While all the four amendments, moved by Law, Justice and Human Rights Minister Senator Pervaiz Rashid, to the constitution amendment bill improved the draft’s language, two of the four in the bill amending the Pakistan Army Act of 1952 made two substantive changes.
OVERRIDING EFFECT: One of them gives an overriding effect to the second bill’s clauses over anything contained in any other law in force for the time being and said “in case of any conflict with the provisions of any other law, provisions of this act shall prevail to the extent of inconsistency”.
Another amendment to the same bill removes a provision of the original draft that would have allowed the law to be extended beyond a limit of two years by a resolution passed by each house of parliament, making it clear that it would remain in force only for two years as would the new constitution amendment, after the period of their enactments starts with a formal assent by President Mamnoon Hussain.
In the absence of the opposition Pakistan Tehreek-i-Insaf, which has boycotted the National Assembly after sending resignations of more than 30 of its members, the constitution amendment was passed by 247-0, which was more than the required two-thirds of the total membership of the 342-seat house, through what is called “division” in which lawmakers supporting or opposing a bill have to sign separate registers.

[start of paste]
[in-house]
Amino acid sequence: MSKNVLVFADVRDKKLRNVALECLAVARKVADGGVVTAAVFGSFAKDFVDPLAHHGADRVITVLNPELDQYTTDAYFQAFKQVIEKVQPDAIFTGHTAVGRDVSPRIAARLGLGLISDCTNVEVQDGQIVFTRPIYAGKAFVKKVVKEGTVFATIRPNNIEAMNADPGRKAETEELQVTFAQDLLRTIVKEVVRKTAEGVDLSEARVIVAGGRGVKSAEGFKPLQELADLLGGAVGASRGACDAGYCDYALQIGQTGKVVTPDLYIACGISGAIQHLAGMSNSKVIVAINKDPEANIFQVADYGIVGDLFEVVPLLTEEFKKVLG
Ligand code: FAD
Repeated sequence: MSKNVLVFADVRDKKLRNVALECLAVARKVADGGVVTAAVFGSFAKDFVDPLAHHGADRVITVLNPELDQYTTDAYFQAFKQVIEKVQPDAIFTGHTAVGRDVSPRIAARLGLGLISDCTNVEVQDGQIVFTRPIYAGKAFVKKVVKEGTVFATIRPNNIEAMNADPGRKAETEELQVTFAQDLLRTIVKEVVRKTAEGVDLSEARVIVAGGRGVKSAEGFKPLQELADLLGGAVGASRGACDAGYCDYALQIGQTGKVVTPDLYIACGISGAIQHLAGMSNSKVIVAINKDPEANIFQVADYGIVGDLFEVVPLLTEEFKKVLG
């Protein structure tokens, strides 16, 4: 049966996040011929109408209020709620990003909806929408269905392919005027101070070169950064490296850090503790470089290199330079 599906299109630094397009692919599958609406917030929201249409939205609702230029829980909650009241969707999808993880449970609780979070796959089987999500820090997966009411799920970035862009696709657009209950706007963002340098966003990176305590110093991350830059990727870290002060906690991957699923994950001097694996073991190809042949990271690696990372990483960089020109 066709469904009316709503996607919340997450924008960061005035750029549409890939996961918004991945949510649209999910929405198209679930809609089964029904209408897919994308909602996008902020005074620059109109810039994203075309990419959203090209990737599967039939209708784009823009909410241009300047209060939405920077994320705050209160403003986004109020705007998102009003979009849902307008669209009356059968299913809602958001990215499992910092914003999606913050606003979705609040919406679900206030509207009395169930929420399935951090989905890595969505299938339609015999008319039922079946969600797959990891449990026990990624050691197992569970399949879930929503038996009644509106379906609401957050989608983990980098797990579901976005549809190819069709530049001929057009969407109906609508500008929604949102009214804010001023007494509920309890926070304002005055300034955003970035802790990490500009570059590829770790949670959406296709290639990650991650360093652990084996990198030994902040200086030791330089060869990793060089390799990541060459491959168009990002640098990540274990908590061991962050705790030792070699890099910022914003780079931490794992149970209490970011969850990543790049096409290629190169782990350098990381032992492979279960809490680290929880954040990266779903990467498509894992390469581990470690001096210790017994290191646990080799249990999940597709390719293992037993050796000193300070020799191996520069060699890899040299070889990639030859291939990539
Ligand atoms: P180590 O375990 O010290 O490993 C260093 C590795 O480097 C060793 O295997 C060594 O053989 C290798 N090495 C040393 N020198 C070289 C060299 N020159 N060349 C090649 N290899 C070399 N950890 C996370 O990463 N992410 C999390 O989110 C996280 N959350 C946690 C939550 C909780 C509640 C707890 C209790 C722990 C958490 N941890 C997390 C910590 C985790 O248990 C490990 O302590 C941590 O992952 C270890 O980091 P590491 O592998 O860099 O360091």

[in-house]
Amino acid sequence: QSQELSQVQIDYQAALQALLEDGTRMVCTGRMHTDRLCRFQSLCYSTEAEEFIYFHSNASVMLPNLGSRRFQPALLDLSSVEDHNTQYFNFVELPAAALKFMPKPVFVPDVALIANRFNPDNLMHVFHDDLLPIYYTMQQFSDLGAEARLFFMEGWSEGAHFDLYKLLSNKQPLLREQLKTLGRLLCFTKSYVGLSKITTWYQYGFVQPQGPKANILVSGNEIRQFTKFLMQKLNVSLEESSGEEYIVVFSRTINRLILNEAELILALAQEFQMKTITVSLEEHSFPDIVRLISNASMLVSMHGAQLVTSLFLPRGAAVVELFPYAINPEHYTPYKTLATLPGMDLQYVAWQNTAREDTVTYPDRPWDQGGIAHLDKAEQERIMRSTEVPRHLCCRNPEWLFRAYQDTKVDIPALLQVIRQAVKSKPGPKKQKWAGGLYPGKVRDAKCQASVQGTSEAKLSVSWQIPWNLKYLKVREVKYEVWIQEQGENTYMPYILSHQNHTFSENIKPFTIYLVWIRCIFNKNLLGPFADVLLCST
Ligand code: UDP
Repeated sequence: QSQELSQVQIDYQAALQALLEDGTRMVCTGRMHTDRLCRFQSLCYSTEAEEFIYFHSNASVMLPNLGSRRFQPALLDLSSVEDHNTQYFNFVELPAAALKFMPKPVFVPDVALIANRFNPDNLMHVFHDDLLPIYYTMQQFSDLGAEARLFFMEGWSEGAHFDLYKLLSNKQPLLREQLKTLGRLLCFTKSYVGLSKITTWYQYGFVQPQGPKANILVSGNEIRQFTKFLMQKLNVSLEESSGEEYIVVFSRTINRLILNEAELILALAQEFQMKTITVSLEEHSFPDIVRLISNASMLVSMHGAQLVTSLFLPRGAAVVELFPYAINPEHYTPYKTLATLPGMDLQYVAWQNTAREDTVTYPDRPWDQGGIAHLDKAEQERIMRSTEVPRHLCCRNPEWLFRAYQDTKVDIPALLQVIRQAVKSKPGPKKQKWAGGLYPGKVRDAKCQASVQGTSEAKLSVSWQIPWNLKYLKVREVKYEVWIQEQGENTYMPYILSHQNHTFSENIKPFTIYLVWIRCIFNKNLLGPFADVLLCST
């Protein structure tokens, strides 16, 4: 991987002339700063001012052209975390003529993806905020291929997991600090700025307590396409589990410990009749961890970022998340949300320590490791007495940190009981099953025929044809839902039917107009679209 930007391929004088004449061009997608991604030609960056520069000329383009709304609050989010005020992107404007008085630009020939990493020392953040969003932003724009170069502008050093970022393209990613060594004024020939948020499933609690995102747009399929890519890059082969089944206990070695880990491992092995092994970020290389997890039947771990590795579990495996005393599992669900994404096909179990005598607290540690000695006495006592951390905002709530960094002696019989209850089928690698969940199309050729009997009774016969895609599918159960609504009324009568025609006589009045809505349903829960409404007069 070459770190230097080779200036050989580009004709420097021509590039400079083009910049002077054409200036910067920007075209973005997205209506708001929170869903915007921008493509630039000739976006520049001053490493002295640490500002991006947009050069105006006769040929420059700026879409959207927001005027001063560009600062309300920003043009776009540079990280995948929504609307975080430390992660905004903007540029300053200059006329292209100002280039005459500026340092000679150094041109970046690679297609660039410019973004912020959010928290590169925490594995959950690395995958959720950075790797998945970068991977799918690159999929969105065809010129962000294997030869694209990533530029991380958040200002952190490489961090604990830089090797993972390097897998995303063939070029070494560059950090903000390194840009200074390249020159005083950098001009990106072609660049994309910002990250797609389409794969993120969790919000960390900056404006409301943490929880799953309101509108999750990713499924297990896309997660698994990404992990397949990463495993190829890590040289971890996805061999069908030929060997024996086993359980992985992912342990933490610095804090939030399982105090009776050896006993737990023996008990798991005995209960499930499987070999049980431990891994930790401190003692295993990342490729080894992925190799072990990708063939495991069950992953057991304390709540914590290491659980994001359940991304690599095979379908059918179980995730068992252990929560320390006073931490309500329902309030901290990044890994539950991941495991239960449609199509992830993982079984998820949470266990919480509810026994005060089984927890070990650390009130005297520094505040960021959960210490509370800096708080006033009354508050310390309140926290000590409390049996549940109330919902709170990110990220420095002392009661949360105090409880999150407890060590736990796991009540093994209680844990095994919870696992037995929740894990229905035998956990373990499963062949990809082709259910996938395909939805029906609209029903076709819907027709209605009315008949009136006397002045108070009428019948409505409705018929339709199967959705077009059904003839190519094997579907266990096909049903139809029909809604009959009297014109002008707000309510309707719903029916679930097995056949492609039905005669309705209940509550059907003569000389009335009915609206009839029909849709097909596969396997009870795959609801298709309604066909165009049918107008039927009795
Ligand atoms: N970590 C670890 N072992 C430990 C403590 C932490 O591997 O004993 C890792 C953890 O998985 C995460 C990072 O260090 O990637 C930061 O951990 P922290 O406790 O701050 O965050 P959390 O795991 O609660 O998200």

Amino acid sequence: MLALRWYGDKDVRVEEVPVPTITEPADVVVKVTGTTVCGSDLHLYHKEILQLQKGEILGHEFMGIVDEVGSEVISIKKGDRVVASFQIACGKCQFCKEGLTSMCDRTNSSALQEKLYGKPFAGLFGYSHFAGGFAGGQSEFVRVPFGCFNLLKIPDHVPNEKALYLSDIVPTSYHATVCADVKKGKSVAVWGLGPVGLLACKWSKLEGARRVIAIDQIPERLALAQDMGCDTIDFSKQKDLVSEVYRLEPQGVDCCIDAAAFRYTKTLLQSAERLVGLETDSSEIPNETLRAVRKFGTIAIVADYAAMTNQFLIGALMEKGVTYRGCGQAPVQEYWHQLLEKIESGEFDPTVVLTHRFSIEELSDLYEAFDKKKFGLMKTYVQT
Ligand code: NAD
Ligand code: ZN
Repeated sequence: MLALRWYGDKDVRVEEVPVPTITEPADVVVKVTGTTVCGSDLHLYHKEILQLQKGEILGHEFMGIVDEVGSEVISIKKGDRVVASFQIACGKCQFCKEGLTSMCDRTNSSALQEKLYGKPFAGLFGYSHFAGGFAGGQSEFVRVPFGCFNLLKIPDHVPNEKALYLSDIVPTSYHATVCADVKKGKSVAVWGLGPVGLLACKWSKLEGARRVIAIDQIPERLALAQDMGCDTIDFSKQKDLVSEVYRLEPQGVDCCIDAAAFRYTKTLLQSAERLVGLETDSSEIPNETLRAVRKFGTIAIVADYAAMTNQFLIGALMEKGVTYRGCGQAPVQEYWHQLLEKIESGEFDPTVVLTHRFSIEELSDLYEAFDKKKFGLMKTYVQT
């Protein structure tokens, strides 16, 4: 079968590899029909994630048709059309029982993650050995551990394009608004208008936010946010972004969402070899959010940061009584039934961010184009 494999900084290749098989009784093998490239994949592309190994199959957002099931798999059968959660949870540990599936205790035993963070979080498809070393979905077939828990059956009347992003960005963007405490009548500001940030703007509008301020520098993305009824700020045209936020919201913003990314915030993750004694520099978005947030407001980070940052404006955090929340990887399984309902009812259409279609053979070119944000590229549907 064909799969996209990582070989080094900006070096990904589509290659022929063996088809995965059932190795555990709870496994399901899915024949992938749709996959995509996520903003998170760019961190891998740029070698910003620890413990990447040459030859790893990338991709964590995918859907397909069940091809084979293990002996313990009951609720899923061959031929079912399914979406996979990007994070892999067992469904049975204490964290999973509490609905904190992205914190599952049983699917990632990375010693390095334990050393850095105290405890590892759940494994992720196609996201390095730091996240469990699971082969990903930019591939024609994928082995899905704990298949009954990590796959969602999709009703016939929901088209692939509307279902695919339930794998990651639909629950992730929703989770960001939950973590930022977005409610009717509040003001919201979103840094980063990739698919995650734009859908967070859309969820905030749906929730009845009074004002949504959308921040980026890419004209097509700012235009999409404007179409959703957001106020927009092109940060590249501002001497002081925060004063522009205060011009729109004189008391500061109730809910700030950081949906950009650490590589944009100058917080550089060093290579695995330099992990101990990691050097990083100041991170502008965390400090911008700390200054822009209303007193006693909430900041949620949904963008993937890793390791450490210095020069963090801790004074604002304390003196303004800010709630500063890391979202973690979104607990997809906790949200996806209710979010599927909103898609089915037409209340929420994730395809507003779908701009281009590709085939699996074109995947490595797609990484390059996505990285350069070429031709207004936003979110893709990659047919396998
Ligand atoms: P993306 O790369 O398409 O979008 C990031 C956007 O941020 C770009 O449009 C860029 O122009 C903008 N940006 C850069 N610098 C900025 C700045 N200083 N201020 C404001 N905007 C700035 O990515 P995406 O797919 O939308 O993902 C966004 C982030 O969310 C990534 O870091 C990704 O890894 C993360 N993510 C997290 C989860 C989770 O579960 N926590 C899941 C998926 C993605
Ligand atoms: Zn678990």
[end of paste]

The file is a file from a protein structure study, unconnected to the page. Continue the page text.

The Senate vote, conducted in the same manner, came to 78-0, also more than the required two-thirds in the 104-seat house.
Unlike Mr Rabbani, his party colleague, Leader of Opposition Khursheed Ahmed Shah spoke more softly in the National Assembly to justify his party’s “painful decision” to support military courts, saying the overriding aim was to protect people’s lives from terrorists.
He said he was sure the military courts would follow the constitution and punish terrorists without discriminating between those taught by a madressah or a grammar school.
His opposite number in the opposition-dominated Senate, PPP’s Aitzaz Ahsan called it a “difficult choice” for his party and for himself after decades of opposing militarisation. But he said it was wrong to say that because Army Chief General Raheel Sharif was at last Friday’s conference of politicians called by the prime minister and “we buckled under”, and added: “We did not.”
But after describing how he had to persuade his party colleagues to vote for the move and recalling the death of 15-year-old namesake, Aitzaz Hassan, while tackling a suicide bomber near Hangu town of Khyber Pakhtunkhwa a year ago, he said “a little bit of me Aitzaz Ahsan died today”.
Sentor Hasil Bizenjo of the government-allied Balochistan-based National Party called the vote taking a “gulp of poison” after which, he said there should be no dilly-allying in dealing with terrorism and differentiating between “good and bad” terrorists.
FIGHT WITH FULL FORCE: Prime Minister Nawaz Sharif, in his Senate speech, said he hoped the new law would help eliminate what he called lawlessness of the past 65 years.
He called for fighting “this war with full force” and moving ahead forcefully. Otherwise, he said: “There is be no use for a man like me to be in the chair.”
Published in Dawn, January 7th, 2015